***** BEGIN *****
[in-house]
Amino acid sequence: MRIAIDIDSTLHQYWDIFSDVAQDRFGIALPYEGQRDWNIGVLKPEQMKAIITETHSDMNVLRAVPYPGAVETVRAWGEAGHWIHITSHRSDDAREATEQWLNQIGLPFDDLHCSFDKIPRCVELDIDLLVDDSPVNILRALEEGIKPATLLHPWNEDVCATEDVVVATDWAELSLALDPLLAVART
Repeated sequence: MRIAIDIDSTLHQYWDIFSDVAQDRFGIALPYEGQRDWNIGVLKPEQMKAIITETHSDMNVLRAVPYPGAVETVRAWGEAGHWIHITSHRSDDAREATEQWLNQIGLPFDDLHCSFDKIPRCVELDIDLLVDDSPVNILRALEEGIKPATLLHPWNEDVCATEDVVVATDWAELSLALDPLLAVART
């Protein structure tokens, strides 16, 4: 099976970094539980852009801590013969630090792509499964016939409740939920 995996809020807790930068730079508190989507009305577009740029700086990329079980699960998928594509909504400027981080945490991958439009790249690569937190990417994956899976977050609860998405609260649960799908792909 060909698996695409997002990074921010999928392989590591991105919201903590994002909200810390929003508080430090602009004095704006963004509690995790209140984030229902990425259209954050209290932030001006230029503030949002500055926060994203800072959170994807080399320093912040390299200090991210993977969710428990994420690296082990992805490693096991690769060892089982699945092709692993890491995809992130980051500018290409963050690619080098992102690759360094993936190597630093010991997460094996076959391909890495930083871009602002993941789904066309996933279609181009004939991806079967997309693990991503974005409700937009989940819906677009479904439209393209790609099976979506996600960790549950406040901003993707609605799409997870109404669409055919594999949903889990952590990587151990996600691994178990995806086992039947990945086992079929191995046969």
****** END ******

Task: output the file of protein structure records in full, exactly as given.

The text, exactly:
[in-house]
Amino acid sequence: MRIAIDIDSTLHQYWDIFSDVAQDRFGIALPYEGQRDWNIGVLKPEQMKAIITETHSDMNVLRAVPYPGAVETVRAWGEAGHWIHITSHRSDDAREATEQWLNQIGLPFDDLHCSFDKIPRCVELDIDLLVDDSPVNILRALEEGIKPATLLHPWNEDVCATEDVVVATDWAELSLALDPLLAVART
Repeated sequence: MRIAIDIDSTLHQYWDIFSDVAQDRFGIALPYEGQRDWNIGVLKPEQMKAIITETHSDMNVLRAVPYPGAVETVRAWGEAGHWIHITSHRSDDAREATEQWLNQIGLPFDDLHCSFDKIPRCVELDIDLLVDDSPVNILRALEEGIKPATLLHPWNEDVCATEDVVVATDWAELSLALDPLLAVART
């Protein structure tokens, strides 16, 4: 099976970094539980852009801590013969630090792509499964016939409740939920 995996809020807790930068730079508190989507009305577009740029700086990329079980699960998928594509909504400027981080945490991958439009790249690569937190990417994956899976977050609860998405609260649960799908792909 060909698996695409997002990074921010999928392989590591991105919201903590994002909200810390929003508080430090602009004095704006963004509690995790209140984030229902990425259209954050209290932030001006230029503030949002500055926060994203800072959170994807080399320093912040390299200090991210993977969710428990994420690296082990992805490693096991690769060892089982699945092709692993890491995809992130980051500018290409963050690619080098992102690759360094993936190597630093010991997460094996076959391909890495930083871009602002993941789904066309996933279609181009004939991806079967997309693990991503974005409700937009989940819906677009479904439209393209790609099976979506996600960790549950406040901003993707609605799409997870109404669409055919594999949903889990952590990587151990996600691994178990995806086992039947990945086992079929191995046969």